In the summer term (June/July 2019) our yoga classes will nourish the mind and body looking at the concepts of UP & DOWN. Spending time bringing our focus to the souls of the feet and the crown of the head (please bring a block if you have one).
We will work between Up Dog and Down Dog to strengthen the core, shoulders and help the flexibility in the spine. There will be the option to work with the Cow pose for those not quite ready for the intensity of Up Dog.
It will be a term of bringing together many of the threads we have been working with all year – how opposites can help each other and by offering a true perspective on all that life offers us. Yoga is all about cultivating a mindset that objectively sees where it’s at and actively seeks a broader appreciation of situations. Thinking the opposite can really aid this.
We will continue to work with the ups and downs in our Sun Salutations – finding a suitable practice that suits each of us as an individual – but appreciating where we are and where we need to put in some work 😉 We will learn about the idea of ‘Abhyasa’ – PRACTICE!
Our year culminates with the ‘King of Asanas’ – the headstand – a truly upside down situation! No, we won’t be practicing it in class but I will introduce the benefits of the posture and we can work with a variety of preparatory exercises, which I hope will give you a flavour of the effects of the full pose.
I can’t get enough of this salsa! I first tasted it on a ‘Safari Supper’ at a neighbours house in our village – she served it with salmon steaks. Since she gave me the recipe I have slightly adapted it and served it up on top of toast and with a jacket potato! It’s a really great way to eat your fruit and veg.
1/2 red onion, chopped
1 mango, peeled and chopped
2 avocados, chopped
1 chilli, seeded and chopped (chilli flakes or chilli oil)
The juice of 1 or 2 limes
2 tbsp fresh cilantro (coriander), chopped
salt, black pepper, olive oil to taste
Put it in a bowl and mix up. Leave it in the fridge if you have time for the flavours to develop. It is probably nice the next day too, but ours doesn’t last that long.
Top Tip – for those green fingers out there – grow your own cilantro (coriander). Get cilantro seeds because the coriander seed is to grow coriander seed heads (used in Indian/eastern recipes) and the plant grown for it’s leaf is cilantro. It tastes 100% better than it’s shop bought cousin and you really only need a bit, the flavour is so powerful.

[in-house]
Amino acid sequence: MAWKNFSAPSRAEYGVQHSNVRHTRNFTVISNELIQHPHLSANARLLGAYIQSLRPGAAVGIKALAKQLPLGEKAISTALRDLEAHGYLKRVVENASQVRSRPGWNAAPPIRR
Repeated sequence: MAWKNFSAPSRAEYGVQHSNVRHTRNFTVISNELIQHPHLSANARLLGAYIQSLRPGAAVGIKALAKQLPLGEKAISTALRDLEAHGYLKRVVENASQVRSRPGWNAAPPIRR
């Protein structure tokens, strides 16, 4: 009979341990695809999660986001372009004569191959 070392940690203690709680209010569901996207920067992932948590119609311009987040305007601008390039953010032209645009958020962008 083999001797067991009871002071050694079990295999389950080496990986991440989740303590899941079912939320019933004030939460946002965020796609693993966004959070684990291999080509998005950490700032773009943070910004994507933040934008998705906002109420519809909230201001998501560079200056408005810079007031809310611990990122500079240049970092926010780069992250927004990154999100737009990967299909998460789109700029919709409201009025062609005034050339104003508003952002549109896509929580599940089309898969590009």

One of the great things that yoga teaches us is that we are not our thoughts. Thoughts are just thoughts – they are invisible and intangible and yet have great power over our lives. When you gain control over your thoughts you can change them at will – it is easier said than done – but recognising negative thoughts when they arise can go a long way to prevent ourselves from spiralling off in a negative direction.
“When obstructive thoughts arise, practice the opposite thought.”
(from Patanjali’s Yoga Sutra 2:33)
Meditation on the Opposite (read through a couple of time and then try a practice)
Sit in a comfortable meditation position. Watch the breath for a while – feel the softening of the body with each gentle exhalation.
Allow a thought (something that is bothering you) to come into your mind and feel the accompanying sensations in your body – eg ‘ I should have done that differently’, ‘I’m not good enough’, ‘I’m powerless’. Notice where and what you feel in your body – tightness in your tummy, heart, throat? Heaviness? Sadness?
Now consider a thought that would be opposite – eg ‘I did my best’, ‘I’m OK as I am’, ‘I am capable’. Bring into your mind a time or incident when this was how you felt. Review your physical sensations now – how does that feel? – relaxed? open? excited?
Take your time and don’t dwell for too long. It’s enough to begin with to appreciate the affect of a negative thought on our body/being. Spending time cultivating the opposites in this way affirms a positive approach to thinking and dealing with our thoughts as if they are separate from us. SMILE to end the meditation and be grateful that you have taken a little time to spend on this work for yourself.